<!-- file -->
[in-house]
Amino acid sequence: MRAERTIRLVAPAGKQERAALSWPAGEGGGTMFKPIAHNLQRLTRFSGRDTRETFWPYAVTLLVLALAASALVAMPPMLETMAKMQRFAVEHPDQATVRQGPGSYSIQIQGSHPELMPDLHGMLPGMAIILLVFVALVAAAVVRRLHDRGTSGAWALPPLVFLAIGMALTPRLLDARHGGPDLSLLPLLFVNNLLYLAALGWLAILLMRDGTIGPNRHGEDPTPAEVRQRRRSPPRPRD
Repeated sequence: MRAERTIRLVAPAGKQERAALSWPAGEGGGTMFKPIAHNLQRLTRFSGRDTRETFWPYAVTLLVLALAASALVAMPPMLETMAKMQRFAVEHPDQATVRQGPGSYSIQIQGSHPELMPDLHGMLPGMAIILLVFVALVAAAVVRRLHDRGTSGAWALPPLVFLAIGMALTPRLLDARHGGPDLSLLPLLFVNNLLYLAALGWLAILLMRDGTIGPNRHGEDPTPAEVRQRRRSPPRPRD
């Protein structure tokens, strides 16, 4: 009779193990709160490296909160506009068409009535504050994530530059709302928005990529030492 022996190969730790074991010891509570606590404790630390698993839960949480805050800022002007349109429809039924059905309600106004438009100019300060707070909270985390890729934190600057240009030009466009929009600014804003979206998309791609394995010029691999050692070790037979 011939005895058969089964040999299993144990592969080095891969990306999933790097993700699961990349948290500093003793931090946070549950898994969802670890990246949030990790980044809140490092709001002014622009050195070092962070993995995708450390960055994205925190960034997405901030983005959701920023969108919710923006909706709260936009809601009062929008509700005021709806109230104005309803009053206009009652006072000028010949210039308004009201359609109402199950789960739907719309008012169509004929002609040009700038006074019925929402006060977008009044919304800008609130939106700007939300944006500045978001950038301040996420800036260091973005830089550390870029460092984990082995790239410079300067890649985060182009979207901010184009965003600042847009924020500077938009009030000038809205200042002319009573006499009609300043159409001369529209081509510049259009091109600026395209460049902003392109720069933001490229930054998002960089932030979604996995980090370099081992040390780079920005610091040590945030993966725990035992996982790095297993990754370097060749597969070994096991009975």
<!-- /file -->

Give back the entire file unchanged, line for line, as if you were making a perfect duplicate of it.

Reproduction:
[in-house]
Amino acid sequence: MRAERTIRLVAPAGKQERAALSWPAGEGGGTMFKPIAHNLQRLTRFSGRDTRETFWPYAVTLLVLALAASALVAMPPMLETMAKMQRFAVEHPDQATVRQGPGSYSIQIQGSHPELMPDLHGMLPGMAIILLVFVALVAAAVVRRLHDRGTSGAWALPPLVFLAIGMALTPRLLDARHGGPDLSLLPLLFVNNLLYLAALGWLAILLMRDGTIGPNRHGEDPTPAEVRQRRRSPPRPRD
Repeated sequence: MRAERTIRLVAPAGKQERAALSWPAGEGGGTMFKPIAHNLQRLTRFSGRDTRETFWPYAVTLLVLALAASALVAMPPMLETMAKMQRFAVEHPDQATVRQGPGSYSIQIQGSHPELMPDLHGMLPGMAIILLVFVALVAAAVVRRLHDRGTSGAWALPPLVFLAIGMALTPRLLDARHGGPDLSLLPLLFVNNLLYLAALGWLAILLMRDGTIGPNRHGEDPTPAEVRQRRRSPPRPRD
């Protein structure tokens, strides 16, 4: 009779193990709160490296909160506009068409009535504050994530530059709302928005990529030492 022996190969730790074991010891509570606590404790630390698993839960949480805050800022002007349109429809039924059905309600106004438009100019300060707070909270985390890729934190600057240009030009466009929009600014804003979206998309791609394995010029691999050692070790037979 011939005895058969089964040999299993144990592969080095891969990306999933790097993700699961990349948290500093003793931090946070549950898994969802670890990246949030990790980044809140490092709001002014622009050195070092962070993995995708450390960055994205925190960034997405901030983005959701920023969108919710923006909706709260936009809601009062929008509700005021709806109230104005309803009053206009009652006072000028010949210039308004009201359609109402199950789960739907719309008012169509004929002609040009700038006074019925929402006060977008009044919304800008609130939106700007939300944006500045978001950038301040996420800036260091973005830089550390870029460092984990082995790239410079300067890649985060182009979207901010184009965003600042847009924020500077938009009030000038809205200042002319009573006499009609300043159409001369529209081509510049259009091109600026395209460049902003392109720069933001490229930054998002960089932030979604996995980090370099081992040390780079920005610091040590945030993966725990035992996982790095297993990754370097060749597969070994096991009975």